So much could happen between now and ’08 that it is almost ridiculous to start making predictions. However, I will go out on a limb here and say that Chambliss retains his seat.

  8. StevePerkins says:

    Ehh, I’ve been posting here for months, so if it really is just the “second” time I’ve used a phrase then I’m doing pretty good. When I find a catchphrase I particularly like, I struggle against the temptation to use it constantly like a pro wrestler.

  9. debbie0040 says:

    My pick for 2008 is Rudy at this time. It looks it will be between McCain and Giuliani and I will choose Rudy anyday of the week. I detest McCain.

  10. John Galt says:

    I know this is a post about Saxby, but Rudy Giuliani has no chance of winning over conservative voters in Iowa, New Hampshire or South Carolina. He is pro-gay marriage and pro-choice. And he likes to dress up in drag. Presidential preference polls taken two years out are little more than barometers of name i.d. Besides, we don’t have national elections in the U.S. We have state elections with an electoral college.

  11. StevePerkins says:

    Rudy’s Presidential flirtations are like Newt Gingrich’s or Bob Barr’s… just a means to keep a name in the headlines to jack up their book sales, speaker’s fees, consulting rates, etc. I strongly doubt he would REALLY run when crunch time arrives.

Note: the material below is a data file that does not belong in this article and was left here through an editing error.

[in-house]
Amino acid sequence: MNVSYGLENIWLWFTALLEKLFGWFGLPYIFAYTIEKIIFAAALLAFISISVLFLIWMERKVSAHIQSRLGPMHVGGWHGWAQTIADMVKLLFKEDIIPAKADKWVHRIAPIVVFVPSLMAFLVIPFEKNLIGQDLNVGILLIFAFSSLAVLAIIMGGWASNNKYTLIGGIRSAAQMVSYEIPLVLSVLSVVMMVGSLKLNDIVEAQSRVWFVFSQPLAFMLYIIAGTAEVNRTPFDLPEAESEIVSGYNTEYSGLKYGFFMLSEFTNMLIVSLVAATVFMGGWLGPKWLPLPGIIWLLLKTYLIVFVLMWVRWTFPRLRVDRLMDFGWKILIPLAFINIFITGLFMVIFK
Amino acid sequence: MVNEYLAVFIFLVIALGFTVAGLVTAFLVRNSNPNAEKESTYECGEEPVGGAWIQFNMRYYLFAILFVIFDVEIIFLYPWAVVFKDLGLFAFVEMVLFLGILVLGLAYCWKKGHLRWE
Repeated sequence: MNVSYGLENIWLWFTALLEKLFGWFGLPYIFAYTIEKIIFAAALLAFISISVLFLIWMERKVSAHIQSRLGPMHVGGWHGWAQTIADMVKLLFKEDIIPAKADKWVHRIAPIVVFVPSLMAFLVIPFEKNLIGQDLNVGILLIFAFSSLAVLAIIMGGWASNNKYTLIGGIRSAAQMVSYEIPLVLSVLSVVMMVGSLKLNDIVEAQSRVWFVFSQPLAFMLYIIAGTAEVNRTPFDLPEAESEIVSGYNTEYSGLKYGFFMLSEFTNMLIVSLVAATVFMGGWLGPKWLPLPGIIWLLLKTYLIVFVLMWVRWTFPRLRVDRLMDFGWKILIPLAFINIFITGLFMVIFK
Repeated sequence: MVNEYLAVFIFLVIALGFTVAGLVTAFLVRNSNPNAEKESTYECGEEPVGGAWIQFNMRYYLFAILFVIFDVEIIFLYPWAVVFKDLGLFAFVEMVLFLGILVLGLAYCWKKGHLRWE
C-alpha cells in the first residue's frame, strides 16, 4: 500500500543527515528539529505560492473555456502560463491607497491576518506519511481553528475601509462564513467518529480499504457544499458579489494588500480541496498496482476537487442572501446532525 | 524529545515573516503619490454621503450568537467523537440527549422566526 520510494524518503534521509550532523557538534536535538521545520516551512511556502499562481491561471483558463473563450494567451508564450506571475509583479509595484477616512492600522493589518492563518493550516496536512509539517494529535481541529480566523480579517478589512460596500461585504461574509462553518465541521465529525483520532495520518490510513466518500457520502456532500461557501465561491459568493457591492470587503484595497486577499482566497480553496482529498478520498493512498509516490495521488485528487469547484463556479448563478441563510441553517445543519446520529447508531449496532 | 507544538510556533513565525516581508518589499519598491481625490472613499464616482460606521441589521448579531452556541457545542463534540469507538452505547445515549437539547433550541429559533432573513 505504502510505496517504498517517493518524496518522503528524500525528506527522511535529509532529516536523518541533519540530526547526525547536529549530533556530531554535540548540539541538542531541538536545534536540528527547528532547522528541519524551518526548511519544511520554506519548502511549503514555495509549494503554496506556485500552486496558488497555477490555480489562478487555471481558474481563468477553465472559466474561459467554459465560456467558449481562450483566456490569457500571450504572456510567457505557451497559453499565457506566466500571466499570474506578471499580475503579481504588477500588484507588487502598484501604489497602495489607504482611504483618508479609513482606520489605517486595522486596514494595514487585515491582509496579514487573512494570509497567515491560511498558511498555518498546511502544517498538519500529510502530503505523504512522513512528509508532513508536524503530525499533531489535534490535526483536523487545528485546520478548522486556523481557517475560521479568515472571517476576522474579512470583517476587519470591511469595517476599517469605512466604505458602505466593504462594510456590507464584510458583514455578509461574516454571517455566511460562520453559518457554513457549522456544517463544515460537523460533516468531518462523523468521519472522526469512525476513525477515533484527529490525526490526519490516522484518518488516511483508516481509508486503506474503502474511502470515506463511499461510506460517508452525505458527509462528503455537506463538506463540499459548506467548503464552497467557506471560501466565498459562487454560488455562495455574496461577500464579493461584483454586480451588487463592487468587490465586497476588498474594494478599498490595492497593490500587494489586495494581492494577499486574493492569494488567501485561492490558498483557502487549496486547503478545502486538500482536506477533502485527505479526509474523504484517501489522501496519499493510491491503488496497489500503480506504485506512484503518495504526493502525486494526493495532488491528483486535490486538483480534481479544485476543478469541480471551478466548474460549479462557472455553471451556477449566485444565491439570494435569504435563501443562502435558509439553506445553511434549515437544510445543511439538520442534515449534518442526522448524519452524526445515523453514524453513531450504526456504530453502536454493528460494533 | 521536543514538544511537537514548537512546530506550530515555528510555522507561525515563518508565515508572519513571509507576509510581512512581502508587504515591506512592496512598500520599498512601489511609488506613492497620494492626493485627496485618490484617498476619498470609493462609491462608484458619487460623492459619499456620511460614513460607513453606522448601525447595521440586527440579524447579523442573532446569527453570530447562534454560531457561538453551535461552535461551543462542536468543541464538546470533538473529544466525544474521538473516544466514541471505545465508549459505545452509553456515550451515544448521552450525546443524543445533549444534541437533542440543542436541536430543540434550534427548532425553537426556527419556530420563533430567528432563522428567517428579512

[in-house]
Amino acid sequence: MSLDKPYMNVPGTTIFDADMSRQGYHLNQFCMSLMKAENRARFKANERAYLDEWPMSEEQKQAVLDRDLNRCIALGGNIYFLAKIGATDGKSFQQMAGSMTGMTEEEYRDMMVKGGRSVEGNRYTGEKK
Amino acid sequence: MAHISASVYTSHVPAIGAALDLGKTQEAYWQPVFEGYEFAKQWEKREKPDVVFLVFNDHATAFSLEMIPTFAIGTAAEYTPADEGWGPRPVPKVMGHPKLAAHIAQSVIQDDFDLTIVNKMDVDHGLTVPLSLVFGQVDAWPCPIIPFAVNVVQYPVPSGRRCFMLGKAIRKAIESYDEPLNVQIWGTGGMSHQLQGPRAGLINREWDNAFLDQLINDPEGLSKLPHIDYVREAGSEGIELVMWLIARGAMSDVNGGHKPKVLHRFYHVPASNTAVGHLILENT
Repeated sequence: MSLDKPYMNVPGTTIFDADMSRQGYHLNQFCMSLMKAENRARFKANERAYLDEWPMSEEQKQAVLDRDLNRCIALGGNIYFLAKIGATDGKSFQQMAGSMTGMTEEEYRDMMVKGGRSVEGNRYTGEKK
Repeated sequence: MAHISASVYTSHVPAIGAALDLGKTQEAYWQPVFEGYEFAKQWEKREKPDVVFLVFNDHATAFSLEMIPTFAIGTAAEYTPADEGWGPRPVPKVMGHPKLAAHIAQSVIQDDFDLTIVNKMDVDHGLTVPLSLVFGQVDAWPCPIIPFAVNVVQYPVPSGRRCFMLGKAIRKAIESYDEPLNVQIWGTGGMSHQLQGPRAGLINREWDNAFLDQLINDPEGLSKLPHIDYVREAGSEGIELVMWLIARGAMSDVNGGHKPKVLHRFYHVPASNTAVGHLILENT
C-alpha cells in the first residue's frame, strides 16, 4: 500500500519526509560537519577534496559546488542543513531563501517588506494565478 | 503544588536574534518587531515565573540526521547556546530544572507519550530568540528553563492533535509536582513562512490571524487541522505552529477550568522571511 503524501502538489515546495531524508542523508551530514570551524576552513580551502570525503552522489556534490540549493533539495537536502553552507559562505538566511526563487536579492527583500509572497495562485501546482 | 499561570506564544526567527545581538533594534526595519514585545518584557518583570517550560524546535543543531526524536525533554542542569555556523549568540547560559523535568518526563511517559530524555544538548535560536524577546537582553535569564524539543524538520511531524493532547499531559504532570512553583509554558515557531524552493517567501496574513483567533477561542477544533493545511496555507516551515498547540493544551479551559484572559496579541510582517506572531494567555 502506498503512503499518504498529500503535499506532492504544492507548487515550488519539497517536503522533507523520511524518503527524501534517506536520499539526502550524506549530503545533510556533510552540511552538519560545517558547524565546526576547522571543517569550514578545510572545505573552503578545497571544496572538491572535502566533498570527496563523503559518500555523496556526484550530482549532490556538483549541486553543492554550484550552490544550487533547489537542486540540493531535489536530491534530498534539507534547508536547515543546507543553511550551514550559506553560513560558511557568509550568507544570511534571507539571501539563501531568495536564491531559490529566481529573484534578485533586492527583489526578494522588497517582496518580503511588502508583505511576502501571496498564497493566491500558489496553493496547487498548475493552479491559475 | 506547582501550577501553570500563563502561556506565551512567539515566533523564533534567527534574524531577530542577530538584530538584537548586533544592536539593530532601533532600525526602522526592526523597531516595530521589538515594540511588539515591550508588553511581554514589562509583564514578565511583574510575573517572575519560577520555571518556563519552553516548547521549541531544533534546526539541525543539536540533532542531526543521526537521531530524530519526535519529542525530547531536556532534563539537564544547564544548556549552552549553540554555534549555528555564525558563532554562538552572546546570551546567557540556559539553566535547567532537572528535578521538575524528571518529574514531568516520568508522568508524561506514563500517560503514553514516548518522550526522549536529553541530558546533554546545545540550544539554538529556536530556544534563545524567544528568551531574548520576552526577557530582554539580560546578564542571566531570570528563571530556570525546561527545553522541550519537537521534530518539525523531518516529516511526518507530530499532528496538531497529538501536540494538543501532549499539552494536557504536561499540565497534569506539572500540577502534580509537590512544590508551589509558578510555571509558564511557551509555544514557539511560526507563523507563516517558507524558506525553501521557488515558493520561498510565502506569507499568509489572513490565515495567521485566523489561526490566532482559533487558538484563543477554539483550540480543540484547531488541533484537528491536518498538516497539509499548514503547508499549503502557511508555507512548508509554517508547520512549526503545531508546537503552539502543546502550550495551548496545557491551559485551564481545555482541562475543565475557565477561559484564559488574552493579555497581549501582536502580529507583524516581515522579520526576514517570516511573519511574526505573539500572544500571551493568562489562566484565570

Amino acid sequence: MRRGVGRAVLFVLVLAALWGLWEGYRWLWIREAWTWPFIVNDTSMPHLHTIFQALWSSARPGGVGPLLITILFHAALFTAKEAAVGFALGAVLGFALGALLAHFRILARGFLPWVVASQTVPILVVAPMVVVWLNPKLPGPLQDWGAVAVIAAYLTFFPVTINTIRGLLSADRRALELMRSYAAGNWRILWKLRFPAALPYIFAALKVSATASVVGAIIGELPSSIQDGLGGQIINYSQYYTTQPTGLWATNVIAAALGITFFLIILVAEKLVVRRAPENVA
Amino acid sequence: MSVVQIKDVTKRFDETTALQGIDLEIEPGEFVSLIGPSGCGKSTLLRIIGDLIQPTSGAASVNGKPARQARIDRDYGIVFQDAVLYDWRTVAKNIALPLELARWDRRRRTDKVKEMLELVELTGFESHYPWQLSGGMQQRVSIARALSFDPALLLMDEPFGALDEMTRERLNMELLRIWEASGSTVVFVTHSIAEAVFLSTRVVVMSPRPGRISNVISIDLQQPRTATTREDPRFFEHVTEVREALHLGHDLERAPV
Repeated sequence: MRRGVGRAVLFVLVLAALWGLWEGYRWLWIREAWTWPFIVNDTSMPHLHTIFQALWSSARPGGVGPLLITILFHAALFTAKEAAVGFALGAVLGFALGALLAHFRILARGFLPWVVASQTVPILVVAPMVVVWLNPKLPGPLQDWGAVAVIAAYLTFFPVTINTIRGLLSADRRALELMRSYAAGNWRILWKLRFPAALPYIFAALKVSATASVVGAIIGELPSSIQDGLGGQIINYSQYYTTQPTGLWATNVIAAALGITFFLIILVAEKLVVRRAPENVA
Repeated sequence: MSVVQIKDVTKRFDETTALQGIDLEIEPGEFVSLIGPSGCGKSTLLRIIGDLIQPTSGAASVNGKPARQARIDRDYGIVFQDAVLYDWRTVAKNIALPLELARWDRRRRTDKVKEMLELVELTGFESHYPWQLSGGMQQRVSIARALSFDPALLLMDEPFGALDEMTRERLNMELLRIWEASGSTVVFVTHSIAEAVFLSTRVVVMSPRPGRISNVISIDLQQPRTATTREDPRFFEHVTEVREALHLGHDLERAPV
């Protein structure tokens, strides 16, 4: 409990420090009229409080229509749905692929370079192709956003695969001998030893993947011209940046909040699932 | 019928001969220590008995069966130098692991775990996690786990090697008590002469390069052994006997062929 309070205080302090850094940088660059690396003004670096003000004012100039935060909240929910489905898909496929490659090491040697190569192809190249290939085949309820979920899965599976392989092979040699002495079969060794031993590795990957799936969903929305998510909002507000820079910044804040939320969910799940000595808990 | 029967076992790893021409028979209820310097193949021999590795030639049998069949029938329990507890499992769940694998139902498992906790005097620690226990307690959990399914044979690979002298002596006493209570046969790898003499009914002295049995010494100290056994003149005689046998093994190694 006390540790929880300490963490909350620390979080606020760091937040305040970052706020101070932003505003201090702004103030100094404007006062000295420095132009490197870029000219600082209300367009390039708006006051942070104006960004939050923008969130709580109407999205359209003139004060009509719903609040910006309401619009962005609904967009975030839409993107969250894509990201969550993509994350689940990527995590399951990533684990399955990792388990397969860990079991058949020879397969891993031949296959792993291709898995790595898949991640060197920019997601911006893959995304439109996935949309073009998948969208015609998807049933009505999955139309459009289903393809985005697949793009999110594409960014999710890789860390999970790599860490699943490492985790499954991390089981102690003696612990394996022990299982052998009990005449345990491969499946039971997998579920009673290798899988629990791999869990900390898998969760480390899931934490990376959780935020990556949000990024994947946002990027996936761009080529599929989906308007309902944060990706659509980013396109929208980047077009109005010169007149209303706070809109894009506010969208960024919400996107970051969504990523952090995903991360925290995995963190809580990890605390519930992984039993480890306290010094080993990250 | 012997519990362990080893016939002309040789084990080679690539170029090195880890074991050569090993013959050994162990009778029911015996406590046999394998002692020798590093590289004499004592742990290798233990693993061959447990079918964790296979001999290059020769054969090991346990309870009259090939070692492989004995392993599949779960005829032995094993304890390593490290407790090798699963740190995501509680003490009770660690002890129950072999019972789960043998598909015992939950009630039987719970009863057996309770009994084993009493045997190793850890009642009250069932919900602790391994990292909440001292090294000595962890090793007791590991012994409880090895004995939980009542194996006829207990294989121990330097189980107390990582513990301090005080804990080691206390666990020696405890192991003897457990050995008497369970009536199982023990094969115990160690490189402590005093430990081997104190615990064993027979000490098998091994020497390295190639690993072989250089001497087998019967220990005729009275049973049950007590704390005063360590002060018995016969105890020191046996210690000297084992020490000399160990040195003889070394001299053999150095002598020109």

Out of curiosity though, I wonder why debbie0040 (who, unless I’m mistaking you for someone else was a huge Reed proponent) would be so gung-ho for Giuliani? By everyone conceivable measure he is more liberal that John McCain, and if you peek below an inch deep into his personal life you’ll find him to be nowhere near as moral.

    Is that just an ANTI-McCain resentment thing (because John told us Dubya was full of sh*t before we were ready to hear it), and you’d easily shift your loyalty to some other front-runner in the primary… or is it really a PRO-Rudy thing, on account of all the post-9/11 flag waving and sentimental music video packages? I know I’m phrasing this question in very sarcastic terms, but it’s still a sincere question… I’m surprised to see Reed-folks getting behind Rudy and would like to understand that better.

  12. debbie0040 says:

    I would much rather have Rudy than John MCain. I genuinely like Rudy.

    Rudy may have socially moderate views but he is an originalist as far as the Supreme Court and I believe the same way. In other words , he believes that issues such as gay marriage should be left up to the states to decide not the courts.

    I like Rudy’s leadership style and he does what he says he is going to do.

    Rudy can be counted on to defeat any liberal the Democrats nominate, including Hillary.

    Rudy also believes in school vouchers.

    Rudy does have conserative support.

    Rudy has already told close friends that he will run. Bob Novak even reported this.

    My Dad is a right wing, retired independent Baptist preacher and he likes Rudy because he can beat Hillary and he likes his leadership abilities.

  13. John Galt says:

    President Rudy would be a disaster. There is nothing conservative about the man. If you want 4-8 more years of Bush 43, go ahead and support Rudy. That’s what you will get.

  14. debbie0040 says:

    Rudy is fiscally conservative and supports our military. He did not accuse our military of torture like McCain did.

  15. Mike says:

    Rudy or McCain would do great in the general but have no shot(especially Rudy) at winning the nomination. They have about as much chance as Lieberman winning the jackass party nomination.

  16. John Galt says:

    Tap the brakes Debbie. Just because Rudy stumped for your boy doesn’t make him presidential timbre. Don’t fall again for the cult of personality.

  17. Andrew says: